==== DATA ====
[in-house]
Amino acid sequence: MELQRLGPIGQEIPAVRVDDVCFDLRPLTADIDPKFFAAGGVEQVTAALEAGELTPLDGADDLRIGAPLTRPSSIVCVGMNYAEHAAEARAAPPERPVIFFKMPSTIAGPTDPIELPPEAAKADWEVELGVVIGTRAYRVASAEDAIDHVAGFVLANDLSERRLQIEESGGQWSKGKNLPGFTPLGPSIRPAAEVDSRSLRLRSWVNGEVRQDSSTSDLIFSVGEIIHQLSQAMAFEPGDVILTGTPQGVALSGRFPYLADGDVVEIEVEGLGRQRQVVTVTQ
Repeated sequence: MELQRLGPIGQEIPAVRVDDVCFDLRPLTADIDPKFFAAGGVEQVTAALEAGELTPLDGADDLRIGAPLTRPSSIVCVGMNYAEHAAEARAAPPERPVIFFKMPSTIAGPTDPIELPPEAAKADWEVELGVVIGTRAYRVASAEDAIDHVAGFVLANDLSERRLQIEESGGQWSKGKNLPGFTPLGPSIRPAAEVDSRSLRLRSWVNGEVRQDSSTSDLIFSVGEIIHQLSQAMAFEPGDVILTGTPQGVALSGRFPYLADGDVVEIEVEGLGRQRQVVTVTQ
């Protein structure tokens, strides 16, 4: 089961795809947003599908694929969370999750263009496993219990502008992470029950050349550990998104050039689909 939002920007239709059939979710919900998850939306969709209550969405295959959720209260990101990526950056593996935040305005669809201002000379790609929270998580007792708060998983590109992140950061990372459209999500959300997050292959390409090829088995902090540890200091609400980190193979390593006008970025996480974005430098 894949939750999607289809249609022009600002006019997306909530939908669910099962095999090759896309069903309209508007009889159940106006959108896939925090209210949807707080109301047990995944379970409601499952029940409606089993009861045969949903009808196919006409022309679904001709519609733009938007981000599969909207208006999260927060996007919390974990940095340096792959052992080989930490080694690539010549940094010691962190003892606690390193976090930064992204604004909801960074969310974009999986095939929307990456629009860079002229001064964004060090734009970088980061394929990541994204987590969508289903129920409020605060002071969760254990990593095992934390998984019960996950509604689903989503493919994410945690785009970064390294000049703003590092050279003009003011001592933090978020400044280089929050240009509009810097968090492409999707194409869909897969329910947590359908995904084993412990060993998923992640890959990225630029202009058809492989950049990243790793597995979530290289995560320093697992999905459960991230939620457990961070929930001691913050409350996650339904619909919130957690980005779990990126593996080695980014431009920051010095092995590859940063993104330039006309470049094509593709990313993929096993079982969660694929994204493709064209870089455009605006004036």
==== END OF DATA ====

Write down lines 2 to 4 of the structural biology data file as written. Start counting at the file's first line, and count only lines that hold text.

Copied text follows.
Amino acid sequence: MELQRLGPIGQEIPAVRVDDVCFDLRPLTADIDPKFFAAGGVEQVTAALEAGELTPLDGADDLRIGAPLTRPSSIVCVGMNYAEHAAEARAAPPERPVIFFKMPSTIAGPTDPIELPPEAAKADWEVELGVVIGTRAYRVASAEDAIDHVAGFVLANDLSERRLQIEESGGQWSKGKNLPGFTPLGPSIRPAAEVDSRSLRLRSWVNGEVRQDSSTSDLIFSVGEIIHQLSQAMAFEPGDVILTGTPQGVALSGRFPYLADGDVVEIEVEGLGRQRQVVTVTQ
Repeated sequence: MELQRLGPIGQEIPAVRVDDVCFDLRPLTADIDPKFFAAGGVEQVTAALEAGELTPLDGADDLRIGAPLTRPSSIVCVGMNYAEHAAEARAAPPERPVIFFKMPSTIAGPTDPIELPPEAAKADWEVELGVVIGTRAYRVASAEDAIDHVAGFVLANDLSERRLQIEESGGQWSKGKNLPGFTPLGPSIRPAAEVDSRSLRLRSWVNGEVRQDSSTSDLIFSVGEIIHQLSQAMAFEPGDVILTGTPQGVALSGRFPYLADGDVVEIEVEGLGRQRQVVTVTQ
């Protein structure tokens, strides 16, 4: 089961795809947003599908694929969370999750263009496993219990502008992470029950050349550990998104050039689909 939002920007239709059939979710919900998850939306969709209550969405295959959720209260990101990526950056593996935040305005669809201002000379790609929270998580007792708060998983590109992140950061990372459209999500959300997050292959390409090829088995902090540890200091609400980190193979390593006008970025996480974005430098 894949939750999607289809249609022009600002006019997306909530939908669910099962095999090759896309069903309209508007009889159940106006959108896939925090209210949807707080109301047990995944379970409601499952029940409606089993009861045969949903009808196919006409022309679904001709519609733009938007981000599969909207208006999260927060996007919390974990940095340096792959052992080989930490080694690539010549940094010691962190003892606690390193976090930064992204604004909801960074969310974009999986095939929307990456629009860079002229001064964004060090734009970088980061394929990541994204987590969508289903129920409020605060002071969760254990990593095992934390998984019960996950509604689903989503493919994410945690785009970064390294000049703003590092050279003009003011001592933090978020400044280089929050240009509009810097968090492409999707194409869909897969329910947590359908995904084993412990060993998923992640890959990225630029202009058809492989950049990243790793597995979530290289995560320093697992999905459960991230939620457990961070929930001691913050409350996650339904619909919130957690980005779990990126593996080695980014431009920051010095092995590859940063993104330039006309470049094509593709990313993929096993079982969660694929994204493709064209870089455009605006004036």